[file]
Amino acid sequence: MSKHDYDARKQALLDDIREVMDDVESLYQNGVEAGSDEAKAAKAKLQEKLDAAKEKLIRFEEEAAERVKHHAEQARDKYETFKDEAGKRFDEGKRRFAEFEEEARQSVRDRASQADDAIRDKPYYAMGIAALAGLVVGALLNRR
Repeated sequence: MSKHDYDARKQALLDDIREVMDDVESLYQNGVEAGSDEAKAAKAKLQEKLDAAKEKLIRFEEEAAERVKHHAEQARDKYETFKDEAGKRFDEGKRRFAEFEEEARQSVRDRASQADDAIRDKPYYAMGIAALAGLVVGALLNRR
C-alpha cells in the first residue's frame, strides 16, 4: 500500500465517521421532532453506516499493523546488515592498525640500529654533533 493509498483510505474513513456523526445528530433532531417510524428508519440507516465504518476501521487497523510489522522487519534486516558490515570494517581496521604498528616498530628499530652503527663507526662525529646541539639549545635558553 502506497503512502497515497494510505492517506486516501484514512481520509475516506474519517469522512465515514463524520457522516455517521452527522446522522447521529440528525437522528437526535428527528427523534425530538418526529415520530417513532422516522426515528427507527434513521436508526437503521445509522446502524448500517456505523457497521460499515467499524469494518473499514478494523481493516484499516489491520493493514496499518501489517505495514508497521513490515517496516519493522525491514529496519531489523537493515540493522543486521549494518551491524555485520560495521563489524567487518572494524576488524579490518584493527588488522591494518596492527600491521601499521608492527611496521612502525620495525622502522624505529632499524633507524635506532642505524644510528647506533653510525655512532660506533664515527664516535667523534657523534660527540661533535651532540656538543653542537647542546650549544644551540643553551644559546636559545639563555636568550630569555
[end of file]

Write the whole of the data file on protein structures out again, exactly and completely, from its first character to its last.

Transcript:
Amino acid sequence: MSKHDYDARKQALLDDIREVMDDVESLYQNGVEAGSDEAKAAKAKLQEKLDAAKEKLIRFEEEAAERVKHHAEQARDKYETFKDEAGKRFDEGKRRFAEFEEEARQSVRDRASQADDAIRDKPYYAMGIAALAGLVVGALLNRR
Repeated sequence: MSKHDYDARKQALLDDIREVMDDVESLYQNGVEAGSDEAKAAKAKLQEKLDAAKEKLIRFEEEAAERVKHHAEQARDKYETFKDEAGKRFDEGKRRFAEFEEEARQSVRDRASQADDAIRDKPYYAMGIAALAGLVVGALLNRR
C-alpha cells in the first residue's frame, strides 16, 4: 500500500465517521421532532453506516499493523546488515592498525640500529654533533 493509498483510505474513513456523526445528530433532531417510524428508519440507516465504518476501521487497523510489522522487519534486516558490515570494517581496521604498528616498530628499530652503527663507526662525529646541539639549545635558553 502506497503512502497515497494510505492517506486516501484514512481520509475516506474519517469522512465515514463524520457522516455517521452527522446522522447521529440528525437522528437526535428527528427523534425530538418526529415520530417513532422516522426515528427507527434513521436508526437503521445509522446502524448500517456505523457497521460499515467499524469494518473499514478494523481493516484499516489491520493493514496499518501489517505495514508497521513490515517496516519493522525491514529496519531489523537493515540493522543486521549494518551491524555485520560495521563489524567487518572494524576488524579490518584493527588488522591494518596492527600491521601499521608492527611496521612502525620495525622502522624505529632499524633507524635506532642505524644510528647506533653510525655512532660506533664515527664516535667523534657523534660527540661533535651532540656538543653542537647542546650549544644551540643553551644559546636559545639563555636568550630569555